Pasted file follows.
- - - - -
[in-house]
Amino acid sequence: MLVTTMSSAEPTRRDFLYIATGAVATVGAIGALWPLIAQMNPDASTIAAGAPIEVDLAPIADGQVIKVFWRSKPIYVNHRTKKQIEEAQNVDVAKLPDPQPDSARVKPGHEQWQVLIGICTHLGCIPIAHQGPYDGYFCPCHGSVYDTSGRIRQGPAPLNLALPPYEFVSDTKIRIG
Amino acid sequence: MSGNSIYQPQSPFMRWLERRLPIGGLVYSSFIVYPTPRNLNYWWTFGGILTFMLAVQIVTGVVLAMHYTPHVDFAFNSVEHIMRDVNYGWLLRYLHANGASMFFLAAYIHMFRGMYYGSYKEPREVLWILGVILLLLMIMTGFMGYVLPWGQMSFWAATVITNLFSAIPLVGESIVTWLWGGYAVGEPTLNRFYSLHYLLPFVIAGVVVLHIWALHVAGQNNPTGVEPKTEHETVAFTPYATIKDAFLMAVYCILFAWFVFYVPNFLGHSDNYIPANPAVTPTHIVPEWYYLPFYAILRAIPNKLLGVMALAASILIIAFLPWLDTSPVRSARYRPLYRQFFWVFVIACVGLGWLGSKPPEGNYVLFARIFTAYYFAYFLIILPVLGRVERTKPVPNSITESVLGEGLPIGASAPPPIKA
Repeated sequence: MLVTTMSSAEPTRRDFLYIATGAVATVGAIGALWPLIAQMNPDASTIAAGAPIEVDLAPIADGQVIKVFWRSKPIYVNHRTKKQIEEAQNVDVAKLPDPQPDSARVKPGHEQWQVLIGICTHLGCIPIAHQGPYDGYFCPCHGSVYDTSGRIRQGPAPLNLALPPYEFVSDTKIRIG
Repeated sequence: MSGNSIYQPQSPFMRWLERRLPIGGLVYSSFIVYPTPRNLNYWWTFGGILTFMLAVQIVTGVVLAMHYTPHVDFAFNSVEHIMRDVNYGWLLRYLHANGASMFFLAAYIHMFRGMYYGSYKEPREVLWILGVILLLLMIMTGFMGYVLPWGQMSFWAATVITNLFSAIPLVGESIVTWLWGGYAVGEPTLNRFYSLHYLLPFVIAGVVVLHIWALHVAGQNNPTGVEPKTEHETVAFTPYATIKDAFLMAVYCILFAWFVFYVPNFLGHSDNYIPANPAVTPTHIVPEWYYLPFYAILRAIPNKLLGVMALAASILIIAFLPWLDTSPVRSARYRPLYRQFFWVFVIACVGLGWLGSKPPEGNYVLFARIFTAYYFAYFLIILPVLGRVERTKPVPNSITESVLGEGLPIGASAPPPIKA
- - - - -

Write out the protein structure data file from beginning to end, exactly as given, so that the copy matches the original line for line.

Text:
[in-house]
Amino acid sequence: MLVTTMSSAEPTRRDFLYIATGAVATVGAIGALWPLIAQMNPDASTIAAGAPIEVDLAPIADGQVIKVFWRSKPIYVNHRTKKQIEEAQNVDVAKLPDPQPDSARVKPGHEQWQVLIGICTHLGCIPIAHQGPYDGYFCPCHGSVYDTSGRIRQGPAPLNLALPPYEFVSDTKIRIG
Amino acid sequence: MSGNSIYQPQSPFMRWLERRLPIGGLVYSSFIVYPTPRNLNYWWTFGGILTFMLAVQIVTGVVLAMHYTPHVDFAFNSVEHIMRDVNYGWLLRYLHANGASMFFLAAYIHMFRGMYYGSYKEPREVLWILGVILLLLMIMTGFMGYVLPWGQMSFWAATVITNLFSAIPLVGESIVTWLWGGYAVGEPTLNRFYSLHYLLPFVIAGVVVLHIWALHVAGQNNPTGVEPKTEHETVAFTPYATIKDAFLMAVYCILFAWFVFYVPNFLGHSDNYIPANPAVTPTHIVPEWYYLPFYAILRAIPNKLLGVMALAASILIIAFLPWLDTSPVRSARYRPLYRQFFWVFVIACVGLGWLGSKPPEGNYVLFARIFTAYYFAYFLIILPVLGRVERTKPVPNSITESVLGEGLPIGASAPPPIKA
Repeated sequence: MLVTTMSSAEPTRRDFLYIATGAVATVGAIGALWPLIAQMNPDASTIAAGAPIEVDLAPIADGQVIKVFWRSKPIYVNHRTKKQIEEAQNVDVAKLPDPQPDSARVKPGHEQWQVLIGICTHLGCIPIAHQGPYDGYFCPCHGSVYDTSGRIRQGPAPLNLALPPYEFVSDTKIRIG
Repeated sequence: MSGNSIYQPQSPFMRWLERRLPIGGLVYSSFIVYPTPRNLNYWWTFGGILTFMLAVQIVTGVVLAMHYTPHVDFAFNSVEHIMRDVNYGWLLRYLHANGASMFFLAAYIHMFRGMYYGSYKEPREVLWILGVILLLLMIMTGFMGYVLPWGQMSFWAATVITNLFSAIPLVGESIVTWLWGGYAVGEPTLNRFYSLHYLLPFVIAGVVVLHIWALHVAGQNNPTGVEPKTEHETVAFTPYATIKDAFLMAVYCILFAWFVFYVPNFLGHSDNYIPANPAVTPTHIVPEWYYLPFYAILRAIPNKLLGVMALAASILIIAFLPWLDTSPVRSARYRPLYRQFFWVFVIACVGLGWLGSKPPEGNYVLFARIFTAYYFAYFLIILPVLGRVERTKPVPNSITESVLGEGLPIGASAPPPIKA